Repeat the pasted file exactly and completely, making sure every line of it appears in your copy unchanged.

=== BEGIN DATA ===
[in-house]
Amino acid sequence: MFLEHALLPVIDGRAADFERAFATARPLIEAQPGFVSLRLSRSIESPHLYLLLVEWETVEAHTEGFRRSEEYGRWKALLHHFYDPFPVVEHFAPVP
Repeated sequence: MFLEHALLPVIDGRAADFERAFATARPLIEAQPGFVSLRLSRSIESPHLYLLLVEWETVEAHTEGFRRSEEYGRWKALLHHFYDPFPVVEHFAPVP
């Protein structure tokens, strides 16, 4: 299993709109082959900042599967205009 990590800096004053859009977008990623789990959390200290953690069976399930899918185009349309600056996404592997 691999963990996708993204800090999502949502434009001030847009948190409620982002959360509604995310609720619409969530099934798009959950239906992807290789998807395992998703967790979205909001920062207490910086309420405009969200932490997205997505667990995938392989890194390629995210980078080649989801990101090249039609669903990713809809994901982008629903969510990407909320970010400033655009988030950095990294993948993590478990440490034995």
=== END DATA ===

[in-house]
Amino acid sequence: MFLEHALLPVIDGRAADFERAFATARPLIEAQPGFVSLRLSRSIESPHLYLLLVEWETVEAHTEGFRRSEEYGRWKALLHHFYDPFPVVEHFAPVP
Repeated sequence: MFLEHALLPVIDGRAADFERAFATARPLIEAQPGFVSLRLSRSIESPHLYLLLVEWETVEAHTEGFRRSEEYGRWKALLHHFYDPFPVVEHFAPVP
């Protein structure tokens, strides 16, 4: 299993709109082959900042599967205009 990590800096004053859009977008990623789990959390200290953690069976399930899918185009349309600056996404592997 691999963990996708993204800090999502949502434009001030847009948190409620982002959360509604995310609720619409969530099934798009959950239906992807290789998807395992998703967790979205909001920062207490910086309420405009969200932490997205997505667990995938392989890194390629995210980078080649989801990101090249039609669903990713809809994901982008629903969510990407909320970010400033655009988030950095990294993948993590478990440490034995």